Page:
Albertine,* a 34-year-old mother of five, was determined to get a long-acting family planning method. Because she lives in a remote part of Benin, a country of around 9 million in West Africa, she needed to travel many kilometers in the hot sun with her youngest child on her back to reach a health facility that provides contraceptives. Although she lives in an area where less than 1 percent of women use a modern family planning method, a community health worker had counseled and referred her to the health facility using a mobile phone-based tool (a service provided through the PRISE-C project, which is supported by University Research Co., LLC’s Center for Human Services and funded by the U.S. Agency for International Development).
Once she reached the health facility, Albertine insisted on getting what she called “the five-year method,” the two-rod Jadelle implant that is effective for five years of continuous use. She waited until the late afternoon — when the day’s immunization services were complete — before the midwife could see her. In a scene not uncommon in rural settings, Albertine lay across a small exam table and nursed her son on her right side while the midwife swabbed her left arm, injected the anesthesia, positioned the trocar and inserted the rods one by one. When the insertion was complete, Albertine smiled, took her implant card, and said she would be back in five years for another one!
With this month marking the one-year anniversary of the landmark London Summit on Family Planning, Albertine’s story helps us reflect on all that has been accomplished to reach an additional 120 million women with contraceptives. One key achievement of Family Planning 2020 (FP 2020), an initiative that builds on the partnerships established through the summit, has been the roll-out of two unprecedented public–private partnerships with Bayer Healthcare (the manufacturer of Jadelle) and Merck/MSD (the manufacturer of Implanon, a one-rod implant that is effective for three years of use) that have reduced the price of both products by more than 50 percent.
Such changes mean that Jadelle and Implanon are now available at a price that is comparable to that of Sino-implant (II), a two-rod implant manufactured by Shanghai Dahua Pharmaceuticals Co., Ltd. Under the Sino-implant (II) initiative, which is led by FHI 360 and funded by the Bill & Melinda Gates Foundation, the product has been registered in 25 countries. Over 870,000 units have been procured in countries included under the project, which translates into the prevention of more than 1.2 million unintended pregnancies, almost 3,500 maternal deaths and 150,000 abortions.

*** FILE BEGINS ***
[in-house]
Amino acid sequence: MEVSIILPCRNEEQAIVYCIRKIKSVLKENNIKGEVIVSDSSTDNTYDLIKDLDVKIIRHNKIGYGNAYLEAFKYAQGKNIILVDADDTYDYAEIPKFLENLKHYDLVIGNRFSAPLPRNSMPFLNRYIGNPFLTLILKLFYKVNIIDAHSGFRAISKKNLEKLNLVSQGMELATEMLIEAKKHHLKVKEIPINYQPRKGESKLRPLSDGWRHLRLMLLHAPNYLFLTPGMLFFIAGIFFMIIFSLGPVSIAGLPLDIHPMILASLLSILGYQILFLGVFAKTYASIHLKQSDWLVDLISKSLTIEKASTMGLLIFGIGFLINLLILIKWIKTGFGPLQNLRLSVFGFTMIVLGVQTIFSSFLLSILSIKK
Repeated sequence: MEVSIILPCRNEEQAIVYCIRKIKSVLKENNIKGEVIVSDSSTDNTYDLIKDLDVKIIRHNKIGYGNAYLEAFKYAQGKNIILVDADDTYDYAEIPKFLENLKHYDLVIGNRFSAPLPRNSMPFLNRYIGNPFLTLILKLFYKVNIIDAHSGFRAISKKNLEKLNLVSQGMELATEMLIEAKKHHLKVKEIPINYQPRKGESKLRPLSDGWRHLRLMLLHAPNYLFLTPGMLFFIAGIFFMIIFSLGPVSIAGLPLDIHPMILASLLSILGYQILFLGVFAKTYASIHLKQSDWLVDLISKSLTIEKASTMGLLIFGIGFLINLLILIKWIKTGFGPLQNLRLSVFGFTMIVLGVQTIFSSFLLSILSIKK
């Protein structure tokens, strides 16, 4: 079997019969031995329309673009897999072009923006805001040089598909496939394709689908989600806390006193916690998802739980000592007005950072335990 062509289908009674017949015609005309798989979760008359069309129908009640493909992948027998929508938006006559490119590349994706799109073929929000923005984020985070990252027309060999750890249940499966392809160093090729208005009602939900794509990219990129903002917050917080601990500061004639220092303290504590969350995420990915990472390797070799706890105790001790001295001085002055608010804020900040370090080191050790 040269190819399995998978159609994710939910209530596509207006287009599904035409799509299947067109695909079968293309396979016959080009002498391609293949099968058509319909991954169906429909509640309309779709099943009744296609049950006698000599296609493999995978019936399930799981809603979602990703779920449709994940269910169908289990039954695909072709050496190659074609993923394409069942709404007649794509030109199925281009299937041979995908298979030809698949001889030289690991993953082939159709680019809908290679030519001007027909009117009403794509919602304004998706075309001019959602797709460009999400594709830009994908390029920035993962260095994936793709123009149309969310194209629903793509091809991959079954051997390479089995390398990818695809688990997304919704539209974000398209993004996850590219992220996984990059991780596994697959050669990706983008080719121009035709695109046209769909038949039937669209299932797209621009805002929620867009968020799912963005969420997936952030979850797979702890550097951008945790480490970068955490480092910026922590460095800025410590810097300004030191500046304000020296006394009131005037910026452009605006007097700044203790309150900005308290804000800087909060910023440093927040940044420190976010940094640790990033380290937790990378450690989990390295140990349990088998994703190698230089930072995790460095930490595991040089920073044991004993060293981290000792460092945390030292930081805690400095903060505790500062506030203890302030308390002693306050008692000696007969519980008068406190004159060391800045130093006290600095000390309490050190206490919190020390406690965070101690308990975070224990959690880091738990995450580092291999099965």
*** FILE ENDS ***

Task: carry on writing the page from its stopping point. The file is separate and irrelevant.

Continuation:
Collectively, these accomplishments mean that affordable, high-quality implants are becoming increasingly available to women like Albertine in low-resource settings.
While great strides have been made toward increasing access to family planning, there is still an incredible amount of work to do in Benin and elsewhere around the world. Estimates indicate that there are over 200 million women in developing countries who want to prevent or delay a pregnancy but are not using a family planning method. At the health facility Albertine attended, some contraceptive options, including intrauterine devices and tubal ligation, were not readily available. Ensuring choice by providing women with a diverse method mix is essential. It is also critical that women like Albertine are guaranteed access not only to the provision of the family planning methods they want, but also to high-quality removal services for a long-acting, reversible method such as an implant.
For over forty years, FHI 360 has been at the forefront of helping to ensure the availability of high-quality family planning methods and services through projects like the Sino-implant (II) initiative and PROGRESS. As we celebrate the collective achievements of the global reproductive health community, we set our sights on the challenges that remain as we strive to achieve the ambitious goals of FP 2020.
Trinity Zan provides technical assistance to family planning programs and research initiatives. She recently returned from a trip to Benin for the Advancing Partners and Communities project, where she witnessed the service delivery experience described above. Kate Rademacher works on several contraceptive development and introduction projects, including the initiative to increase access to Sino-implant (II) in low-resource settings.
*Name has been changed.